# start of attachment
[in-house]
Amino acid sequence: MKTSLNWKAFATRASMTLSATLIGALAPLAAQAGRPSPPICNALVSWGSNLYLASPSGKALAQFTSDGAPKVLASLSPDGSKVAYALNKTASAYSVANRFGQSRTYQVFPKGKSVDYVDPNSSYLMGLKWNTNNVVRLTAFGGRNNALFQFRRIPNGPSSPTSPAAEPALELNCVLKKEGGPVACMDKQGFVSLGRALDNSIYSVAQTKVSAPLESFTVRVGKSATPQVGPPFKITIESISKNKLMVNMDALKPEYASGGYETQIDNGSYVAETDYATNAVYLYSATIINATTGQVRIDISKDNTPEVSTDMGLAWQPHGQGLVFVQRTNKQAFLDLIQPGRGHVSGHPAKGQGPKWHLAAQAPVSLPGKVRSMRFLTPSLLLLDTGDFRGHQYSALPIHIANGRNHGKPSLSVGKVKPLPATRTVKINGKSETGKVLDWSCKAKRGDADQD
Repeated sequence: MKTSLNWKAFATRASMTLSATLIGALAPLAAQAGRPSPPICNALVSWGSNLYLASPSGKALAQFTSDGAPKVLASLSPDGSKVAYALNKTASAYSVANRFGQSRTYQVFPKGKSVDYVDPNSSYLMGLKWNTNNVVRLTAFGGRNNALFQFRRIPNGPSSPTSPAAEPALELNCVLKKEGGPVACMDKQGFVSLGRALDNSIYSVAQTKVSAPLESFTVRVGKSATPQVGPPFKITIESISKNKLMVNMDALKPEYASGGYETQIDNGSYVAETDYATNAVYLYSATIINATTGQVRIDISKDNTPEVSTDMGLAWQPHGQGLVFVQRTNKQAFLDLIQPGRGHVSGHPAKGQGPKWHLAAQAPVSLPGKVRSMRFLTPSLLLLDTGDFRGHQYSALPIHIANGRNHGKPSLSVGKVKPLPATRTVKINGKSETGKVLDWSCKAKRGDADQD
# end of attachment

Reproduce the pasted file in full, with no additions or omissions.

[in-house]
Amino acid sequence: MKTSLNWKAFATRASMTLSATLIGALAPLAAQAGRPSPPICNALVSWGSNLYLASPSGKALAQFTSDGAPKVLASLSPDGSKVAYALNKTASAYSVANRFGQSRTYQVFPKGKSVDYVDPNSSYLMGLKWNTNNVVRLTAFGGRNNALFQFRRIPNGPSSPTSPAAEPALELNCVLKKEGGPVACMDKQGFVSLGRALDNSIYSVAQTKVSAPLESFTVRVGKSATPQVGPPFKITIESISKNKLMVNMDALKPEYASGGYETQIDNGSYVAETDYATNAVYLYSATIINATTGQVRIDISKDNTPEVSTDMGLAWQPHGQGLVFVQRTNKQAFLDLIQPGRGHVSGHPAKGQGPKWHLAAQAPVSLPGKVRSMRFLTPSLLLLDTGDFRGHQYSALPIHIANGRNHGKPSLSVGKVKPLPATRTVKINGKSETGKVLDWSCKAKRGDADQD
Repeated sequence: MKTSLNWKAFATRASMTLSATLIGALAPLAAQAGRPSPPICNALVSWGSNLYLASPSGKALAQFTSDGAPKVLASLSPDGSKVAYALNKTASAYSVANRFGQSRTYQVFPKGKSVDYVDPNSSYLMGLKWNTNNVVRLTAFGGRNNALFQFRRIPNGPSSPTSPAAEPALELNCVLKKEGGPVACMDKQGFVSLGRALDNSIYSVAQTKVSAPLESFTVRVGKSATPQVGPPFKITIESISKNKLMVNMDALKPEYASGGYETQIDNGSYVAETDYATNAVYLYSATIINATTGQVRIDISKDNTPEVSTDMGLAWQPHGQGLVFVQRTNKQAFLDLIQPGRGHVSGHPAKGQGPKWHLAAQAPVSLPGKVRSMRFLTPSLLLLDTGDFRGHQYSALPIHIANGRNHGKPSLSVGKVKPLPATRTVKINGKSETGKVLDWSCKAKRGDADQD